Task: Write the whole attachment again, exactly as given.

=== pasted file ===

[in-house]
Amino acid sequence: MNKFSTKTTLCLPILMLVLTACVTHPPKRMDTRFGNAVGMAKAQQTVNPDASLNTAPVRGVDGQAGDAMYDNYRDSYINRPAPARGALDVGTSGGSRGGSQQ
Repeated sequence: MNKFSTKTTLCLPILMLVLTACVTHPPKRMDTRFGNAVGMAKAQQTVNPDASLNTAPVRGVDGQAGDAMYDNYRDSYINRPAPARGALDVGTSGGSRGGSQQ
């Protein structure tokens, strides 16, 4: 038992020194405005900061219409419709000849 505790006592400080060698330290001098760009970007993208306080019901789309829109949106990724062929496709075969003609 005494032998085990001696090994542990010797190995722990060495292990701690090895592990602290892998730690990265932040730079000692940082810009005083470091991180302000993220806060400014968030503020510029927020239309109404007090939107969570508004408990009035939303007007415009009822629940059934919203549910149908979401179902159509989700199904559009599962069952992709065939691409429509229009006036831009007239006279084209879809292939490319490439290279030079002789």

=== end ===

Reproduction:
[in-house]
Amino acid sequence: MNKFSTKTTLCLPILMLVLTACVTHPPKRMDTRFGNAVGMAKAQQTVNPDASLNTAPVRGVDGQAGDAMYDNYRDSYINRPAPARGALDVGTSGGSRGGSQQ
Repeated sequence: MNKFSTKTTLCLPILMLVLTACVTHPPKRMDTRFGNAVGMAKAQQTVNPDASLNTAPVRGVDGQAGDAMYDNYRDSYINRPAPARGALDVGTSGGSRGGSQQ
């Protein structure tokens, strides 16, 4: 038992020194405005900061219409419709000849 505790006592400080060698330290001098760009970007993208306080019901789309829109949106990724062929496709075969003609 005494032998085990001696090994542990010797190995722990060495292990701690090895592990602290892998730690990265932040730079000692940082810009005083470091991180302000993220806060400014968030503020510029927020239309109404007090939107969570508004408990009035939303007007415009009822629940059934919203549910149908979401179902159509989700199904559009599962069952992709065939691409429509229009006036831009007239006279084209879809292939490319490439290279030079002789």